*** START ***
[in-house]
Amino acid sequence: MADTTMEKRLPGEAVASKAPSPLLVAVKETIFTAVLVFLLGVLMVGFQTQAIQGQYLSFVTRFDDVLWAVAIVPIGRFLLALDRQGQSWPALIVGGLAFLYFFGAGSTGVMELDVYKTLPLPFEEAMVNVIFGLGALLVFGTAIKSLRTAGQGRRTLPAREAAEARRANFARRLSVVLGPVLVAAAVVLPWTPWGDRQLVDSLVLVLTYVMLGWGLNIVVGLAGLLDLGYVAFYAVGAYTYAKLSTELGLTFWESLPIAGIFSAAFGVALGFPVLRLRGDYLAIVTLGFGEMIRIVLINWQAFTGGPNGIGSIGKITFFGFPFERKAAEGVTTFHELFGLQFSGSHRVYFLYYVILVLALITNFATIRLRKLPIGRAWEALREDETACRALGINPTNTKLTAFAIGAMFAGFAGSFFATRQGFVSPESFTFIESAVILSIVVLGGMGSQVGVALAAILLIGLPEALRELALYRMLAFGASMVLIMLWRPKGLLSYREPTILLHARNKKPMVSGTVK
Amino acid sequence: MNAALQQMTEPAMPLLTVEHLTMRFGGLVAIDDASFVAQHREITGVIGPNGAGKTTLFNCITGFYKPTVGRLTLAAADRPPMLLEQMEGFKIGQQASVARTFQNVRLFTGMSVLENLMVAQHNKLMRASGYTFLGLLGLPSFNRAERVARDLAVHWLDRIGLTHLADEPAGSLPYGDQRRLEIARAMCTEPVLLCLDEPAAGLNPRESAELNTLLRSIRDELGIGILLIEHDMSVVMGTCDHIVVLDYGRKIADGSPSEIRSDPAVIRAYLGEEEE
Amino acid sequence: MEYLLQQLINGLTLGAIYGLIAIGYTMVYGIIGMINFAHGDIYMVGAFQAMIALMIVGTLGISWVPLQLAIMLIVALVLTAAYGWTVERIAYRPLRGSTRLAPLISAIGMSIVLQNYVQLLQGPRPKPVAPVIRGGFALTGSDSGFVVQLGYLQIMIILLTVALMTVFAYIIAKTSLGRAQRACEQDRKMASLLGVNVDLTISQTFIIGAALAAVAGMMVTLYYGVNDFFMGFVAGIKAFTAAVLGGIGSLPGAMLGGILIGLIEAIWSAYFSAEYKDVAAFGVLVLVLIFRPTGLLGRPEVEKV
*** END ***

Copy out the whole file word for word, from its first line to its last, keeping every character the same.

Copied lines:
[in-house]
Amino acid sequence: MADTTMEKRLPGEAVASKAPSPLLVAVKETIFTAVLVFLLGVLMVGFQTQAIQGQYLSFVTRFDDVLWAVAIVPIGRFLLALDRQGQSWPALIVGGLAFLYFFGAGSTGVMELDVYKTLPLPFEEAMVNVIFGLGALLVFGTAIKSLRTAGQGRRTLPAREAAEARRANFARRLSVVLGPVLVAAAVVLPWTPWGDRQLVDSLVLVLTYVMLGWGLNIVVGLAGLLDLGYVAFYAVGAYTYAKLSTELGLTFWESLPIAGIFSAAFGVALGFPVLRLRGDYLAIVTLGFGEMIRIVLINWQAFTGGPNGIGSIGKITFFGFPFERKAAEGVTTFHELFGLQFSGSHRVYFLYYVILVLALITNFATIRLRKLPIGRAWEALREDETACRALGINPTNTKLTAFAIGAMFAGFAGSFFATRQGFVSPESFTFIESAVILSIVVLGGMGSQVGVALAAILLIGLPEALRELALYRMLAFGASMVLIMLWRPKGLLSYREPTILLHARNKKPMVSGTVK
Amino acid sequence: MNAALQQMTEPAMPLLTVEHLTMRFGGLVAIDDASFVAQHREITGVIGPNGAGKTTLFNCITGFYKPTVGRLTLAAADRPPMLLEQMEGFKIGQQASVARTFQNVRLFTGMSVLENLMVAQHNKLMRASGYTFLGLLGLPSFNRAERVARDLAVHWLDRIGLTHLADEPAGSLPYGDQRRLEIARAMCTEPVLLCLDEPAAGLNPRESAELNTLLRSIRDELGIGILLIEHDMSVVMGTCDHIVVLDYGRKIADGSPSEIRSDPAVIRAYLGEEEE
Amino acid sequence: MEYLLQQLINGLTLGAIYGLIAIGYTMVYGIIGMINFAHGDIYMVGAFQAMIALMIVGTLGISWVPLQLAIMLIVALVLTAAYGWTVERIAYRPLRGSTRLAPLISAIGMSIVLQNYVQLLQGPRPKPVAPVIRGGFALTGSDSGFVVQLGYLQIMIILLTVALMTVFAYIIAKTSLGRAQRACEQDRKMASLLGVNVDLTISQTFIIGAALAAVAGMMVTLYYGVNDFFMGFVAGIKAFTAAVLGGIGSLPGAMLGGILIGLIEAIWSAYFSAEYKDVAAFGVLVLVLIFRPTGLLGRPEVEKV